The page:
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One student's experience with Google's Summer of Code
By Jacob Buckenmeyer
Alan Ritter, Western Washington University senior and computer science major, received recognition on Oct. 16 for his successful participation in Google's ``Summer of Code'' program from mid-June to Sept. 1.
Ritter spent the summer working on a code which makes Windows network drivers adaptable to the NetBSD operating system, he said.
NetBSD is an operating system like Mac or Windows, but is less widely used, said Doctor Phil Nelson, associate professor of computer science at Western.
Most manufacturers of network cards provide drivers for the more widely used Windows operating system and do not include information which would allow programmers to adapt those cards to fit other operating systems, Nelson said.
Ritter's driver allows network card owners to use the Windows driver, which comes with the network cards, on the completely different NetBSD operating system, Nelson said.
``To a degree, it's about getting around Windows,'' Nelson said. ``It's really more about getting around the manufacturer's resistance to giving you information. We say, `If you don't tell us how to program against it, we'll take your Windows driver and use it wherever we want because we've already purchased a license to use that Windows driver. It doesn't have to be used under Windows.' ''
Ritter said he worked approximately 40 hours a week during the summer, but was able to set his own schedule.
Ritter received $500 when Google approved his project in June, and another $4000 when the project was successfully completed, he said.
Ritter said he occasionally had slow periods of work where he did not know how to approach the problem, but persistent hard work paid off.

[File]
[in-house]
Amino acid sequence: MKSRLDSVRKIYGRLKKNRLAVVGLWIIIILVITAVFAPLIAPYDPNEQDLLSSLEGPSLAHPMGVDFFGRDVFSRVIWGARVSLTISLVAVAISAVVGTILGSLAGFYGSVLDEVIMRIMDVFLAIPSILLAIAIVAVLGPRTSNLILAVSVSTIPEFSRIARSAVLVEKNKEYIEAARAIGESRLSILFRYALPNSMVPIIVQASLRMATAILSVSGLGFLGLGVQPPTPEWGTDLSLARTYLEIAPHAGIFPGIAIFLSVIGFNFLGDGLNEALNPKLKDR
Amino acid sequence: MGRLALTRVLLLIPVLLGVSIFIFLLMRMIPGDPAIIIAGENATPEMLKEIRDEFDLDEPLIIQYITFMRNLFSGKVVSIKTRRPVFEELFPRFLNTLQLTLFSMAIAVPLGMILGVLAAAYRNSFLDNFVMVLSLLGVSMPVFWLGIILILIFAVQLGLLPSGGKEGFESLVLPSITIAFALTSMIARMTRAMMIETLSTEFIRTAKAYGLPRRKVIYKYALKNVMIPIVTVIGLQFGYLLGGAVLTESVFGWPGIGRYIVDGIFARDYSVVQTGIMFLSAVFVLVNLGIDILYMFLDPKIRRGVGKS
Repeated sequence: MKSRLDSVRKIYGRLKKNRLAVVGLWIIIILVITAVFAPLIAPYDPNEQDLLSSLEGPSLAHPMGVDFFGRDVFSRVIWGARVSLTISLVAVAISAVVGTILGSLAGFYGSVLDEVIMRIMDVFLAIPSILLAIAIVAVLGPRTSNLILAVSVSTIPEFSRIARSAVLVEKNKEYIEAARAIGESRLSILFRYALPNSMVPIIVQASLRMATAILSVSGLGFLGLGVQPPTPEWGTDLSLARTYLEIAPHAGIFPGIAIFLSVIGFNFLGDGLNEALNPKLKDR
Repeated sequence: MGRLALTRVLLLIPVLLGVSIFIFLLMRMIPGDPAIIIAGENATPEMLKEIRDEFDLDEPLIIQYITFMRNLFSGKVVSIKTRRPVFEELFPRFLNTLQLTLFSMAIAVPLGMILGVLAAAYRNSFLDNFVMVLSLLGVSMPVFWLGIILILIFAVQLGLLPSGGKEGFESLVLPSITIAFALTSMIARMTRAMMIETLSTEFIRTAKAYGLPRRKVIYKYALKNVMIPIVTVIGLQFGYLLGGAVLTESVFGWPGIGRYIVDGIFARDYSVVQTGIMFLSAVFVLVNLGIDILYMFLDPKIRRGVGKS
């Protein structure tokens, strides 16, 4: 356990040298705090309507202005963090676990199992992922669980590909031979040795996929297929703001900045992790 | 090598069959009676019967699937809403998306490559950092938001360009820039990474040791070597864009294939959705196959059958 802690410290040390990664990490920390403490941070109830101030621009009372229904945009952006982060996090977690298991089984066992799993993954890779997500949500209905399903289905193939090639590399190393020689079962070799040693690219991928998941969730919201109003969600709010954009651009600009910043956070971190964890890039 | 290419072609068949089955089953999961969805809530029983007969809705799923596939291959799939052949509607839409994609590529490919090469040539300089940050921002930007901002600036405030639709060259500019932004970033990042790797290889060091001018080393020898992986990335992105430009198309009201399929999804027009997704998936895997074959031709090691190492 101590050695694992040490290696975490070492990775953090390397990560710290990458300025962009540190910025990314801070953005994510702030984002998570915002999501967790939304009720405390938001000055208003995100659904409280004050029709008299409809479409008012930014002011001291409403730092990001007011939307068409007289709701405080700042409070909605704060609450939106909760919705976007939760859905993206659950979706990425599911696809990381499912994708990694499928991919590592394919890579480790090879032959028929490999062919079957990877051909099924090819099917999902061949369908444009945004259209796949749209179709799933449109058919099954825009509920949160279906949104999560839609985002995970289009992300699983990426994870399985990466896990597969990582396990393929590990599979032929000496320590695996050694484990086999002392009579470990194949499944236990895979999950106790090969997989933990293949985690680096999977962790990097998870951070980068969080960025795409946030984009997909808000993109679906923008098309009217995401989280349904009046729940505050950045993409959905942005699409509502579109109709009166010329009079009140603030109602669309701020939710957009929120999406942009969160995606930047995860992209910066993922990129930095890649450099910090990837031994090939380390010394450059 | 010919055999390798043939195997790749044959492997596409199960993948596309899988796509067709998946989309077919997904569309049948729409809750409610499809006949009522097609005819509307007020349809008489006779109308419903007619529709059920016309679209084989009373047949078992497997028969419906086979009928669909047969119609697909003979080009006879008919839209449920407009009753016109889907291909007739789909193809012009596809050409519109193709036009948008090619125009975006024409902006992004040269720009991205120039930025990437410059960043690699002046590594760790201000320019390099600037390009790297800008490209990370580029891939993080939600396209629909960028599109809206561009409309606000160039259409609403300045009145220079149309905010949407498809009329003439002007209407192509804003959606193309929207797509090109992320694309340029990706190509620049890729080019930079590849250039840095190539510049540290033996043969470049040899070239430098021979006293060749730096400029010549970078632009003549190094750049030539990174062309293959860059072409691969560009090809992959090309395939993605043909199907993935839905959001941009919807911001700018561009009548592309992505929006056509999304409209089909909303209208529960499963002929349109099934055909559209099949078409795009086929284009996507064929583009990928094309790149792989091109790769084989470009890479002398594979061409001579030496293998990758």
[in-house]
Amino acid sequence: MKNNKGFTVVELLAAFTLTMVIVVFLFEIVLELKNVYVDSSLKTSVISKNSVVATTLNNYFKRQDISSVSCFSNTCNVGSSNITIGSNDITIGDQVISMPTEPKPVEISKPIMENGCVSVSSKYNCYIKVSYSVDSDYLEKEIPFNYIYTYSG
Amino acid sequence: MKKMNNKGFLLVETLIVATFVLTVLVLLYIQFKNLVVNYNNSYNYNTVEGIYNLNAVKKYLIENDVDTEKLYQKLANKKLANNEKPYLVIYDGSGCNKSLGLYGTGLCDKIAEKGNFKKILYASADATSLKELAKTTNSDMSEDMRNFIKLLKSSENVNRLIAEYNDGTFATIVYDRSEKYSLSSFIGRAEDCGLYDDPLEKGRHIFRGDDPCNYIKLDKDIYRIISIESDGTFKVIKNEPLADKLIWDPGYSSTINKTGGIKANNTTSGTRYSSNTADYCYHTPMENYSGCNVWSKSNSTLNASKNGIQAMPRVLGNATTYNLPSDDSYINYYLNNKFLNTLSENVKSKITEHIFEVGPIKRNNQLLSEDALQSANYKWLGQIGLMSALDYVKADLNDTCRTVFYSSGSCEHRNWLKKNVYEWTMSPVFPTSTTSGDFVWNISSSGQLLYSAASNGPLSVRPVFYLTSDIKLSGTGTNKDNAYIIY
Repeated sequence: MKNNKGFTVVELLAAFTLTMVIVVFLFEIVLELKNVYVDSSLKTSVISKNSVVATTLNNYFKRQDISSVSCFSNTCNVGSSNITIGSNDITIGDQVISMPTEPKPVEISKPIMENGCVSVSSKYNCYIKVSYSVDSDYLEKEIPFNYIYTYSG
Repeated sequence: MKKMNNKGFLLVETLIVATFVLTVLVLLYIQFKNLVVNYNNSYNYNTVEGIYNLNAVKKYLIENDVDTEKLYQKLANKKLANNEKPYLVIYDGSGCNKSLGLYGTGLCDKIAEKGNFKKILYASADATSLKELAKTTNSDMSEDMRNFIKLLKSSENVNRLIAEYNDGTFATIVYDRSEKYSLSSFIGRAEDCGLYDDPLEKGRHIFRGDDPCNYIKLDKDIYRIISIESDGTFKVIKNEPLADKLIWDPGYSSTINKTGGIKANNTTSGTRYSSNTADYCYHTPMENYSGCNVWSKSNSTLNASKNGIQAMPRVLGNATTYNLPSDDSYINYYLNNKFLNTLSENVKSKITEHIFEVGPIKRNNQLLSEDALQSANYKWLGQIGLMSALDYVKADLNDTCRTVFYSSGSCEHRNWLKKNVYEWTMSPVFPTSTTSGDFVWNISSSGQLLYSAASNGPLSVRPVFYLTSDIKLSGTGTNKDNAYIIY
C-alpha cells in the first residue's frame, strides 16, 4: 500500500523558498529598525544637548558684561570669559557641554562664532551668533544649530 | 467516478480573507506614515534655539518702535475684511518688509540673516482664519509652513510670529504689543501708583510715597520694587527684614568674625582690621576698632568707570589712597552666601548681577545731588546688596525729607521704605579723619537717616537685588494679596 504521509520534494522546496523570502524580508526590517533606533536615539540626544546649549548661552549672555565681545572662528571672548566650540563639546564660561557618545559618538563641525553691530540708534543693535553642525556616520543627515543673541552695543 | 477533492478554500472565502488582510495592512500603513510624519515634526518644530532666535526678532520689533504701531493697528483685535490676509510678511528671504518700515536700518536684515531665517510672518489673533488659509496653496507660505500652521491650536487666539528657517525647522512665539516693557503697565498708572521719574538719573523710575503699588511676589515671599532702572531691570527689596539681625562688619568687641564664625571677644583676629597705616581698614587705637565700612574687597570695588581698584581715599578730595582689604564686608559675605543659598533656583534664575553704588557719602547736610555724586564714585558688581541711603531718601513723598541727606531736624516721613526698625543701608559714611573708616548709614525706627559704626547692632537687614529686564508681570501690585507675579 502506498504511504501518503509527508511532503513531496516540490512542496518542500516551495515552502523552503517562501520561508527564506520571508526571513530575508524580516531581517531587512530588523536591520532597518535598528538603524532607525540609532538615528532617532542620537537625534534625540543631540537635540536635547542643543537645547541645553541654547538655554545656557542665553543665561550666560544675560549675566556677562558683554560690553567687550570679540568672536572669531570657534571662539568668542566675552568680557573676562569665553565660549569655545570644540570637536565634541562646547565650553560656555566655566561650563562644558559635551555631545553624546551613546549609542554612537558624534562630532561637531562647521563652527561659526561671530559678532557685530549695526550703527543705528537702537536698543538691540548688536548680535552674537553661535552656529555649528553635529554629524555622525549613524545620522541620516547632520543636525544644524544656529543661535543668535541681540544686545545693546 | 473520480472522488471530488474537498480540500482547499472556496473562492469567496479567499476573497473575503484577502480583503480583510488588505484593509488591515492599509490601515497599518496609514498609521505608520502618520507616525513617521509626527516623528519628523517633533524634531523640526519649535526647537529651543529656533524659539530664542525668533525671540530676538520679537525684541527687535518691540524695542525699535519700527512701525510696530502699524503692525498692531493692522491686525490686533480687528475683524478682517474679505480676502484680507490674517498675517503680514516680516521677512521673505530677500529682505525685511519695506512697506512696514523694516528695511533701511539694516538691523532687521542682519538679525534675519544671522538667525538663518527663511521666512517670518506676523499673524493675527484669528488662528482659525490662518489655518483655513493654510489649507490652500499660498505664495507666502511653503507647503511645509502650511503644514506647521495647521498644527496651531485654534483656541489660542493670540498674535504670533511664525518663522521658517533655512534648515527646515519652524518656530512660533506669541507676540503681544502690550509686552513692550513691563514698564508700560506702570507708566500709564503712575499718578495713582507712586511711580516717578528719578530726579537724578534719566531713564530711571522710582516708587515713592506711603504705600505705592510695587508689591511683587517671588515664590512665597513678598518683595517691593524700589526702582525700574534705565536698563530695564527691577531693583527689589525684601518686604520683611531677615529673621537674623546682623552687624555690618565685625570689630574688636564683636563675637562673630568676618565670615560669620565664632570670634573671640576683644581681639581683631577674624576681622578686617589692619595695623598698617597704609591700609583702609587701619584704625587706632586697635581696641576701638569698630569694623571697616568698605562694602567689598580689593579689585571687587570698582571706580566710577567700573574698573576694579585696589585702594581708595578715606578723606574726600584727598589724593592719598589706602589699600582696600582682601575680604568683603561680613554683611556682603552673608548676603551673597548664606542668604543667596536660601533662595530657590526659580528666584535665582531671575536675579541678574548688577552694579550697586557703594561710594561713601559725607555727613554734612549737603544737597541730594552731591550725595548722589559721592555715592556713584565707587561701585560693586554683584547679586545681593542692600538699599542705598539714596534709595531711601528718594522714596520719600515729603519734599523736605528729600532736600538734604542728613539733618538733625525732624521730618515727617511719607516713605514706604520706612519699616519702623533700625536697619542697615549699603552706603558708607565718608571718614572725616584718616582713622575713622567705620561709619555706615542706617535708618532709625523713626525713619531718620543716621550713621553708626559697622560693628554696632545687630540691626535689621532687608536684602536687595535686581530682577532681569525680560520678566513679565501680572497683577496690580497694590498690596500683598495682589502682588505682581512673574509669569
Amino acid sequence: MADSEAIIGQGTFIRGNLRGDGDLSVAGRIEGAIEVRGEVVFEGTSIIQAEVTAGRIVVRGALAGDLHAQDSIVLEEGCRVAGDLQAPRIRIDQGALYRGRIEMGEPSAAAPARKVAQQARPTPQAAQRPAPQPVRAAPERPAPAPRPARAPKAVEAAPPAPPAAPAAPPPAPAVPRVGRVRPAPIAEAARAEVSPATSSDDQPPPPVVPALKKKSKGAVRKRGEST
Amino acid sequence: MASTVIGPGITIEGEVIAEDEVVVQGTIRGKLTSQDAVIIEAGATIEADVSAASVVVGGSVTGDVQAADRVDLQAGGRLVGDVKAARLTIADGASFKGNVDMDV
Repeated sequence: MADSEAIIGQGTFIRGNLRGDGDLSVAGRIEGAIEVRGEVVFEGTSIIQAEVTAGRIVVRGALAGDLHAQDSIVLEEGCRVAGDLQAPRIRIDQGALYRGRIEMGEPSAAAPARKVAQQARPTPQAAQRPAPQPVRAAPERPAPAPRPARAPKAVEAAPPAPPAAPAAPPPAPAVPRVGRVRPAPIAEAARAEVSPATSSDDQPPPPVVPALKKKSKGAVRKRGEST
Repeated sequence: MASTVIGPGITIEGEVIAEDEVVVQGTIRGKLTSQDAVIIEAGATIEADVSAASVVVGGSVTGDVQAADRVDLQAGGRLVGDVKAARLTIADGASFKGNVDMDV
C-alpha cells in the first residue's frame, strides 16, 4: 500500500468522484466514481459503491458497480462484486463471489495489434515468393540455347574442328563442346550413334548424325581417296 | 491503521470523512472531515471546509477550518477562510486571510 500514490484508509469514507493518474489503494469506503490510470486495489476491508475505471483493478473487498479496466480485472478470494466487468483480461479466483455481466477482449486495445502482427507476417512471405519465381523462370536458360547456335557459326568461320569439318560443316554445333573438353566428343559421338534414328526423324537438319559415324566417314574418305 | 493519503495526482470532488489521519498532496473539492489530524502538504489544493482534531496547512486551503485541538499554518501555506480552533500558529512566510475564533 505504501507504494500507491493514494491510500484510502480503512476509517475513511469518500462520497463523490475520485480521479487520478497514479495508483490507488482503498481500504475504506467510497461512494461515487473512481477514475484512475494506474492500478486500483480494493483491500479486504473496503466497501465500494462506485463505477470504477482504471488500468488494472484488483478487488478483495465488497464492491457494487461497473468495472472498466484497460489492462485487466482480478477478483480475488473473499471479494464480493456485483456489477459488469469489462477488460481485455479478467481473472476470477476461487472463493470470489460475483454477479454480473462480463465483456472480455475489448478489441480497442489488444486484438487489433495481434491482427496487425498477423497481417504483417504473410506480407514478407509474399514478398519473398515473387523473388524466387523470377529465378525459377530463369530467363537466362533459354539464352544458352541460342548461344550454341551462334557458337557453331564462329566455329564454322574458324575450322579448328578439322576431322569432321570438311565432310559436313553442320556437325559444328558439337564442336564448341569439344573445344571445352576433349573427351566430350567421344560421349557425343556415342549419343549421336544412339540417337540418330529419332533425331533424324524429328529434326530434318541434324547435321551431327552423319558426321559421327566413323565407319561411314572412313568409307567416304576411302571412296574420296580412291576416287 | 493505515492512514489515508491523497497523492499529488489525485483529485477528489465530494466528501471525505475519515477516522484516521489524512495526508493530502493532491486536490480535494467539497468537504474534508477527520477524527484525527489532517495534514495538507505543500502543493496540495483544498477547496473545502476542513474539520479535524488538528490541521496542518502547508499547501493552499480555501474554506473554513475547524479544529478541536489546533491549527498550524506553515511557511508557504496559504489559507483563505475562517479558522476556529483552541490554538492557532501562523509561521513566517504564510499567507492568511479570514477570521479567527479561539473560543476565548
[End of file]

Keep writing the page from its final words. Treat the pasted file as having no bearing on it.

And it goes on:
``There were a lot of points where I got stuck for a long time, but I just kept plugging away until I figured out the problem,'' he said.
Nelson said he served as Ritter's mentor for the project, answering any questions he had and keeping track of his progress.
Ritter based his work with the NetBSD driver on similar network driver adaptations made for FreeBSD, an operating system with the same base code as NetBSD, he said.
``They have a similar program for FreeBSD which uses a Windows device driver and basically turns it into a device that works for FreeBSD,'' Ritter said. ``So I basically took that and moved it to NetBSD and made the appropriate changes.''
Since the end of the ``Summer of Code'' program on Sept. 1, Ritter said he has continued work on the project.
``I've got it working for two [network] cards right now,'' Ritter said. ``When school started, I got totally swamped with school, so I haven't done much more since then.''
Approximately 40 organizations, like NetBSD, gathered project ideas from students across the nation, said Jan Schaumann, system administrator of the computer science department at Stevens Institute for Technology in New Jersey.
Ritter worked on one of eight projects approved by the NetBSD group, which received more than 100 applications, Schaumann said.
Even after the project is finished, Ritter and Nelson are working to include Ritter's code in an upcoming version of NetBSD, Schaumann said.
DiscussionDiscuss this article below.
Kepp at it and it will prevail !!
I am sure you can convince your professor (also your mentor?) to use this work as your Master thesis/project.
Best of luck
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